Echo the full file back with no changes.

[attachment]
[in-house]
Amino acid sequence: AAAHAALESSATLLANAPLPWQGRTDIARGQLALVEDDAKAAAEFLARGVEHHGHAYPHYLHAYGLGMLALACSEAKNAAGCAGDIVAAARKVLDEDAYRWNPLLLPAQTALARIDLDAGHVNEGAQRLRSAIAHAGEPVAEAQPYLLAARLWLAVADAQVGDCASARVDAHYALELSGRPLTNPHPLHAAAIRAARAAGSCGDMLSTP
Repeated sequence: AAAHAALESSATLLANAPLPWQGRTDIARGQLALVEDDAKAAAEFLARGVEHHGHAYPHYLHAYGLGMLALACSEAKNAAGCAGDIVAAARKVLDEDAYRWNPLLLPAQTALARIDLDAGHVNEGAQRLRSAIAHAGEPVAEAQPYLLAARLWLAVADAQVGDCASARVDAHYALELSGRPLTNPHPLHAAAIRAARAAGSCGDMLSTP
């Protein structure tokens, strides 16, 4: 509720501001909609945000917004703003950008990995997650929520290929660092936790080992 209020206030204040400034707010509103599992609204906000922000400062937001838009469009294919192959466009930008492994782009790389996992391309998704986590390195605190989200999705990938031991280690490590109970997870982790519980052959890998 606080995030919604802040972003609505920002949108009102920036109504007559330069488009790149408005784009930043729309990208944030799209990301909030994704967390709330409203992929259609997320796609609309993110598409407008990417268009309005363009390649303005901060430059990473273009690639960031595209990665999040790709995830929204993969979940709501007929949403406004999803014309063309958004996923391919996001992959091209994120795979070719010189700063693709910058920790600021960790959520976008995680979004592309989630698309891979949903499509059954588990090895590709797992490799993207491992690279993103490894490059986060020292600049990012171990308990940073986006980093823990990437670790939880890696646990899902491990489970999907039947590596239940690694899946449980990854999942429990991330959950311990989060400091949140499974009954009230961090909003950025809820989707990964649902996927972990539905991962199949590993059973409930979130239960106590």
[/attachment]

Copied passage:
[in-house]
Amino acid sequence: AAAHAALESSATLLANAPLPWQGRTDIARGQLALVEDDAKAAAEFLARGVEHHGHAYPHYLHAYGLGMLALACSEAKNAAGCAGDIVAAARKVLDEDAYRWNPLLLPAQTALARIDLDAGHVNEGAQRLRSAIAHAGEPVAEAQPYLLAARLWLAVADAQVGDCASARVDAHYALELSGRPLTNPHPLHAAAIRAARAAGSCGDMLSTP
Repeated sequence: AAAHAALESSATLLANAPLPWQGRTDIARGQLALVEDDAKAAAEFLARGVEHHGHAYPHYLHAYGLGMLALACSEAKNAAGCAGDIVAAARKVLDEDAYRWNPLLLPAQTALARIDLDAGHVNEGAQRLRSAIAHAGEPVAEAQPYLLAARLWLAVADAQVGDCASARVDAHYALELSGRPLTNPHPLHAAAIRAARAAGSCGDMLSTP
């Protein structure tokens, strides 16, 4: 509720501001909609945000917004703003950008990995997650929520290929660092936790080992 209020206030204040400034707010509103599992609204906000922000400062937001838009469009294919192959466009930008492994782009790389996992391309998704986590390195605190989200999705990938031991280690490590109970997870982790519980052959890998 606080995030919604802040972003609505920002949108009102920036109504007559330069488009790149408005784009930043729309990208944030799209990301909030994704967390709330409203992929259609997320796609609309993110598409407008990417268009309005363009390649303005901060430059990473273009690639960031595209990665999040790709995830929204993969979940709501007929949403406004999803014309063309958004996923391919996001992959091209994120795979070719010189700063693709910058920790600021960790959520976008995680979004592309989630698309891979949903499509059954588990090895590709797992490799993207491992690279993103490894490059986060020292600049990012171990308990940073986006980093823990990437670790939880890696646990899902491990489970999907039947590596239940690694899946449980990854999942429990991330959950311990989060400091949140499974009954009230961090909003950025809820989707990964649902996927972990539905991962199949590993059973409930979130239960106590």